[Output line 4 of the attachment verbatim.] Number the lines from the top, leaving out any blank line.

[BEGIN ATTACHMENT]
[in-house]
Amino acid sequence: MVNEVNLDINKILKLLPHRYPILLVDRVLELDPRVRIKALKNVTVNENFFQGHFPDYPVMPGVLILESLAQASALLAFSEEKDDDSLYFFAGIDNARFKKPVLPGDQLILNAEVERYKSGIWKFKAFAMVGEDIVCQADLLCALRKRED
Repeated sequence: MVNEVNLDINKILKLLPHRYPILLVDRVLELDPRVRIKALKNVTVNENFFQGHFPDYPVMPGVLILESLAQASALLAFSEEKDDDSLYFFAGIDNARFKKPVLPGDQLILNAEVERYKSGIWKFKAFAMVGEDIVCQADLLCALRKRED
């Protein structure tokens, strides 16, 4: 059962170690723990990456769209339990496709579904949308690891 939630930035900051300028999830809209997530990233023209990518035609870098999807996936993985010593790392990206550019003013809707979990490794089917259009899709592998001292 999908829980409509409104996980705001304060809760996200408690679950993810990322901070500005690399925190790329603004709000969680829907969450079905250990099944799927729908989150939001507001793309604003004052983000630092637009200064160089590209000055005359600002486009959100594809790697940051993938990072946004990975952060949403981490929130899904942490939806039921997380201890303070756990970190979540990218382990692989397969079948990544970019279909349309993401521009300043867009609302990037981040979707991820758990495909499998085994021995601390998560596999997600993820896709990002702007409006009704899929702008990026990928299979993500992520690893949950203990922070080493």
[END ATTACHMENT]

């Protein structure tokens, strides 16, 4: 059962170690723990990456769209339990496709579904949308690891 939630930035900051300028999830809209997530990233023209990518035609870098999807996936993985010593790392990206550019003013809707979990490794089917259009899709592998001292 999908829980409509409104996980705001304060809760996200408690679950993810990322901070500005690399925190790329603004709000969680829907969450079905250990099944799927729908989150939001507001793309604003004052983000630092637009200064160089590209000055005359600002486009959100594809790697940051993938990072946004990975952060949403981490929130899904942490939806039921997380201890303070756990970190979540990218382990692989397969079948990544970019279909349309993401521009300043867009609302990037981040979707991820758990495909499998085994021995601390998560596999997600993820896709990002702007409006009704899929702008990026990928299979993500992520690893949950203990922070080493």